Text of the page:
Print edition | Europe May 30th 2019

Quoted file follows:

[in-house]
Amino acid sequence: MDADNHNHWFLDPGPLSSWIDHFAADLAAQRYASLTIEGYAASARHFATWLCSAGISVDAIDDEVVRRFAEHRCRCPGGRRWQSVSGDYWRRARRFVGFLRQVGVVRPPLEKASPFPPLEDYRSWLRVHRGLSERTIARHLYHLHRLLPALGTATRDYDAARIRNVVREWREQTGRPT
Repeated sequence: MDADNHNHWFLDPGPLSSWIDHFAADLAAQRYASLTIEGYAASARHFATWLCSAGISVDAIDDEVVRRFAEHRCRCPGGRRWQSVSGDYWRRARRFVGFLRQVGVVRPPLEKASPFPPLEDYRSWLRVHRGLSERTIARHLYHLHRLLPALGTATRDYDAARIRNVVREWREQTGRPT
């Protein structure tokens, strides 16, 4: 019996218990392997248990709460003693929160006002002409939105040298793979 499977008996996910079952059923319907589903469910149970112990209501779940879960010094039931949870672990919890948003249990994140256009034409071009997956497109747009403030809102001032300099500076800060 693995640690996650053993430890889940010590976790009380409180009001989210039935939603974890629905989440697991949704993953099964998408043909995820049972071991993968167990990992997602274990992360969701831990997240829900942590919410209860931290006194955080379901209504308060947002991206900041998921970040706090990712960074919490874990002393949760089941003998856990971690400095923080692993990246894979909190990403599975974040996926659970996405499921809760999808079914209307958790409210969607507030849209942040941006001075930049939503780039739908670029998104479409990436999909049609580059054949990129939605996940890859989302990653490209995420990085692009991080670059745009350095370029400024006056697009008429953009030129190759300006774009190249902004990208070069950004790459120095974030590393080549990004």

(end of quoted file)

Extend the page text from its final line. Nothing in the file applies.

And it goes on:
IT MAY NOT look impressive, but the Berlaymont building is the nearest thing the European Union has to a White House. Built on the site of a former convent on a hill above the centre of Brussels, the cross-shaped, 14-floor building houses the European Commission—the union’s executive, the guardian of its treaties and the sole institution that can initiate European legislation. Unlike the president of the European Council, the body comprising the 28 leaders of the EU member states, the commission president is more than a convener. His power (no woman has yet done the job) rests not in the fleeting politics of national capitals but in Brussels. It allows its bearer to

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